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Am Fam Physician. 2000;61(10):3136

Hirsutism is a common clinical problem for which a pharmacologic approach is often preferred to mechanical hair removal. The goal of drug treatment is to suppress the production or action of androgen. Contraceptives are widely used but are of limited value in women with established hirsutism. Gonadotropin-releasing hormone analogs have been shown to be of some benefit, but antiandrogen drugs, often given along with nonandrogenic oral contraceptives, are the most reliable. Spironolactone and cyproterone acetate are the most commonly used agents, but they are associated with frequent menstrual irregularity. Other antiandrogens have been proposed for use with hirsutism, including flutamide, a pure antiandrogen that acts at the androgen receptor site, and finasteride, a potent competitive inhibitor of an enzyme that converts testosterone to the active metabolite dihydrotestosterone. Moghetti and associates compared the clinical efficacy of spironolactone, flutamide and finasteride in a double-blind, placebo-controlled trial of hirsute women.

Forty young women with moderate to severe hirsutism were enrolled in the study. Hair growth was estimated by using a standardized scoring system measuring shaft diameters of hair plucked from the linea alba. Patients were randomized to double-blinded treatments once daily for six months with one of the following: spironolactone (100 mg), flutamide (250 mg), finasteride (5 mg) or placebo. Hirsutism and hormonal parameters were evaluated in each patient at baseline and at the end of the study.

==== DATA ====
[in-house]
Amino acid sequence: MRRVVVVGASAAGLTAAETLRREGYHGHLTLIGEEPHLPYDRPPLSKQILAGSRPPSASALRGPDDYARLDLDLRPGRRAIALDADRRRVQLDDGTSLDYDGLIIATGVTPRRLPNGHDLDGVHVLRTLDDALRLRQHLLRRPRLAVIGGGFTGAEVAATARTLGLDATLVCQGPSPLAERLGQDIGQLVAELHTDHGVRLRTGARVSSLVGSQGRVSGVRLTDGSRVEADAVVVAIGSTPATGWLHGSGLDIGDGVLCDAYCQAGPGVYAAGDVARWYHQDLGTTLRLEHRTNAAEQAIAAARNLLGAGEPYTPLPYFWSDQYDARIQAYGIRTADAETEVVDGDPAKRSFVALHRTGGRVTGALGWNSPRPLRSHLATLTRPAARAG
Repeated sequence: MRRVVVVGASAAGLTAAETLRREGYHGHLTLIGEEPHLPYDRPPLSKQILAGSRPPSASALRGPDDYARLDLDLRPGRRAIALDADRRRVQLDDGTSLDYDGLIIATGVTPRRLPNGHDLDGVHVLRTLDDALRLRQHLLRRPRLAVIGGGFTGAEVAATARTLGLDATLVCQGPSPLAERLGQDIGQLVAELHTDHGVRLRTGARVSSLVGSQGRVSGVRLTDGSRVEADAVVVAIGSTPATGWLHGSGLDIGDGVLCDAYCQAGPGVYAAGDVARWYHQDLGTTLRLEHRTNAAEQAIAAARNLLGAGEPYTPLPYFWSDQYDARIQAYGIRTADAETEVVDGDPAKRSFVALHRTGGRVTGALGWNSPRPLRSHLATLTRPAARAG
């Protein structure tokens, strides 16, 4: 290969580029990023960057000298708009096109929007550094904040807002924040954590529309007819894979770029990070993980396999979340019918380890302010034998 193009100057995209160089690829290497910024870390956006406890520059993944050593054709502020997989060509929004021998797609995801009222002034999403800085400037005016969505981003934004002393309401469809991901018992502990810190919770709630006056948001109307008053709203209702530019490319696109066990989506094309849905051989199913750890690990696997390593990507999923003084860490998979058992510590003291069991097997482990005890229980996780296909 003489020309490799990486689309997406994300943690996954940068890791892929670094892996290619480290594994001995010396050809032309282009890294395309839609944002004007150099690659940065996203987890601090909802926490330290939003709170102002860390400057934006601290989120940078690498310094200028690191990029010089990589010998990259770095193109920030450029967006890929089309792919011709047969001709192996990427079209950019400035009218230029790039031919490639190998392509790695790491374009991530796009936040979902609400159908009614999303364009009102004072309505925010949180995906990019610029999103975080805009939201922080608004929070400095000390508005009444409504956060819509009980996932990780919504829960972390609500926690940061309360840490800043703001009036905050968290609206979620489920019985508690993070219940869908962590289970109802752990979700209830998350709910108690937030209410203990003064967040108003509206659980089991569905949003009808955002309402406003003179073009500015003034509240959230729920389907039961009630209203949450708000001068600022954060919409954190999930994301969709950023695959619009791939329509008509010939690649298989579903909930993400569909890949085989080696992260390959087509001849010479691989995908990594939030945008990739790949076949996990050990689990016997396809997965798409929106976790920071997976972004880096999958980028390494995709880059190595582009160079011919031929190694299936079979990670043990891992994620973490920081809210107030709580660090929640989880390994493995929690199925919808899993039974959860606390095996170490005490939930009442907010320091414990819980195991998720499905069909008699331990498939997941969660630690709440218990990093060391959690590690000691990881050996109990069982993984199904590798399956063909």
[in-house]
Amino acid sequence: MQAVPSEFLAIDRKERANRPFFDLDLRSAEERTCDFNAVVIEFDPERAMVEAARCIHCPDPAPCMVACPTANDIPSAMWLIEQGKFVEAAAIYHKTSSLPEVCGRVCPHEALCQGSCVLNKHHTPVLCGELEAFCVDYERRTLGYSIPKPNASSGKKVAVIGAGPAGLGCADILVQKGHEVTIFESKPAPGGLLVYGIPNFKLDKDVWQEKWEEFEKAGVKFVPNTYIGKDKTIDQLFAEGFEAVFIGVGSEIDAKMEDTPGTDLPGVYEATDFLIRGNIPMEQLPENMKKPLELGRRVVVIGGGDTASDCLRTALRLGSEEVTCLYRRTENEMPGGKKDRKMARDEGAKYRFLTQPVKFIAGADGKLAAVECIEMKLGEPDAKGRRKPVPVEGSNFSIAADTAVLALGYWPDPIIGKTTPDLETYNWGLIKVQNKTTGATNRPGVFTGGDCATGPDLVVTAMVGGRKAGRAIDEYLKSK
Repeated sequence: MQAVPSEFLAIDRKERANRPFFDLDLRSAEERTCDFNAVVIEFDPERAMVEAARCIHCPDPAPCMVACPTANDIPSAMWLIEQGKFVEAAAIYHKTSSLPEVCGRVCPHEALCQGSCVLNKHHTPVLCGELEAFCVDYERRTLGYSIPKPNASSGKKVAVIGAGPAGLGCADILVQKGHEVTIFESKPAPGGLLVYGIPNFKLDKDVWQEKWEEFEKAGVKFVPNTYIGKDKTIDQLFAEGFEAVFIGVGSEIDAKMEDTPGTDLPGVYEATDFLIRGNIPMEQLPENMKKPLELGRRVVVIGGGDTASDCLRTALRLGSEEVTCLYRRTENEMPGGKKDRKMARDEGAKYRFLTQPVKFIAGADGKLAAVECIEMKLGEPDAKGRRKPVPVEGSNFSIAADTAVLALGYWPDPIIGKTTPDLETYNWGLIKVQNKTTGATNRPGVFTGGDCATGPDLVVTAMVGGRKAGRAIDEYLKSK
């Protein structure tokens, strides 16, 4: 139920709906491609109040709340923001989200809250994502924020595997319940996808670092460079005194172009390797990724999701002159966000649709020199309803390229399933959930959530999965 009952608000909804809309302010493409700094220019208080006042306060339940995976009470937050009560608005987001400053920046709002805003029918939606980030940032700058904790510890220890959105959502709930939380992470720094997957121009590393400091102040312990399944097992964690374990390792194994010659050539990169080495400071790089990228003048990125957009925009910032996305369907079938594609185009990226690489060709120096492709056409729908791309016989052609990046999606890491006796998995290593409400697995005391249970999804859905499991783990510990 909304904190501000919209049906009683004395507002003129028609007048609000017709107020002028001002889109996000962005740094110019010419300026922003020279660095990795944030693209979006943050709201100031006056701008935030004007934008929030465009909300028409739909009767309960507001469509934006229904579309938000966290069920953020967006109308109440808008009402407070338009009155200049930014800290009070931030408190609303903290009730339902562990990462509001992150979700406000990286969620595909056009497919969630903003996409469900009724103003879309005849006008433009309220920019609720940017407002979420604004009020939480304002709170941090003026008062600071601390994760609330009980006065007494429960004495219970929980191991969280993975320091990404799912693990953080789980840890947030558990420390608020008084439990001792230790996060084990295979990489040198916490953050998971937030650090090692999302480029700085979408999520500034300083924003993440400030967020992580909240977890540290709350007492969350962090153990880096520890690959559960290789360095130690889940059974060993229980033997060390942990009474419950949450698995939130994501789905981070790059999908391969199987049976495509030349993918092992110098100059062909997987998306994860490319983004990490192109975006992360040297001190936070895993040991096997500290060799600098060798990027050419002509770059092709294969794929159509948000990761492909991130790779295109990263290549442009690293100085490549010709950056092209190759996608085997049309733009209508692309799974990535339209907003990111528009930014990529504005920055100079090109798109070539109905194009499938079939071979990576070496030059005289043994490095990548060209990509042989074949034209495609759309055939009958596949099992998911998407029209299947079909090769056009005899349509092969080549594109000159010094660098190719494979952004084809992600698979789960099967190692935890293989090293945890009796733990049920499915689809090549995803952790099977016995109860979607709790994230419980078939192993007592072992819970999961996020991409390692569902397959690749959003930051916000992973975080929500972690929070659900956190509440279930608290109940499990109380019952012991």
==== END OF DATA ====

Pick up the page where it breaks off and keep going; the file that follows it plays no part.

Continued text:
All three drugs appeared to be equally effective in decreasing hair diameter and improving standardized hirsutism scores. Similar improvements were found in women with polycystic ovary syndrome and women with nonovarian hyperandrogenism. Transient metrorrhagia was reported in five women taking spironolactone. Flutamide was not associated with liver toxicity in this study, although this association has been noted in other studies. Finasteride was not associated with any appreciable side effects.

The authors conclude that all three medications were effective in the treatment of hirsutism, but that finasteride appears to be the current best choice because of its lack of side effects. All antiandrogens must be avoided during pregnancy to prevent feminization of a male fetus. Further research may be useful to evaluate the synergistic effects of combined therapies.

editor's note: Early management of hirsutism is preferred because long-standing facial hair responds more slowly to therapy. Drug therapy requires six to 18 months for maximal results. Progress can be measured by evaluating the time between hair removal efforts (i.e., the interval between episodes of “plucking” or electrolysis) for satisfactory cosmesis.

Current medical treatments include ovarian suppression with oral contraceptives or gonadotropin-releasing hormone analogs. Antiandrogens that inhibit the binding of testosterone and dihydrotestosterone to the androgen receptor, including spironolactone, cyproterone acetate and flutamide can be used, although flutamide has been associated with severe hepatic adverse effects. The 5-alpha-reductase inhibitors, such as finasteride, are also useful, but should be avoided in pregnancy. Optimal therapy probably includes mechanical hair removal combined with judicious use of medications. Unfortunately, once antiandrogen therapy is initiated, it must be continued, because cessation is often followed by recurrence of hair growth.—r.s.

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